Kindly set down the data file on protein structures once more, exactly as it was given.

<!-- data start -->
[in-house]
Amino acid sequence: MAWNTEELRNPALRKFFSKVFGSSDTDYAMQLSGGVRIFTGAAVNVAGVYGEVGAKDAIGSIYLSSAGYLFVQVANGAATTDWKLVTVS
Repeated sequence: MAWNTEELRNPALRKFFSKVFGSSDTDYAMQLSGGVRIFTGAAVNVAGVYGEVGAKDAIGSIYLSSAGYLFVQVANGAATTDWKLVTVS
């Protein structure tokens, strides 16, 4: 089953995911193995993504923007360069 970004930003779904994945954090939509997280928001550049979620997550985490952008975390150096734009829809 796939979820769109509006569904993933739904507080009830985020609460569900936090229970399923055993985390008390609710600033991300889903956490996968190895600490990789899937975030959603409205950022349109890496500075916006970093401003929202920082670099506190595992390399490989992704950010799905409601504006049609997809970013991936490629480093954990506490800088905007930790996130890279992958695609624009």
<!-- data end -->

[in-house]
Amino acid sequence: MAWNTEELRNPALRKFFSKVFGSSDTDYAMQLSGGVRIFTGAAVNVAGVYGEVGAKDAIGSIYLSSAGYLFVQVANGAATTDWKLVTVS
Repeated sequence: MAWNTEELRNPALRKFFSKVFGSSDTDYAMQLSGGVRIFTGAAVNVAGVYGEVGAKDAIGSIYLSSAGYLFVQVANGAATTDWKLVTVS
């Protein structure tokens, strides 16, 4: 089953995911193995993504923007360069 970004930003779904994945954090939509997280928001550049979620997550985490952008975390150096734009829809 796939979820769109509006569904993933739904507080009830985020609460569900936090229970399923055993985390008390609710600033991300889903956490996968190895600490990789899937975030959603409205950022349109890496500075916006970093401003929202920082670099506190595992390399490989992704950010799905409601504006049609997809970013991936490629480093954990506490800088905007930790996130890279992958695609624009």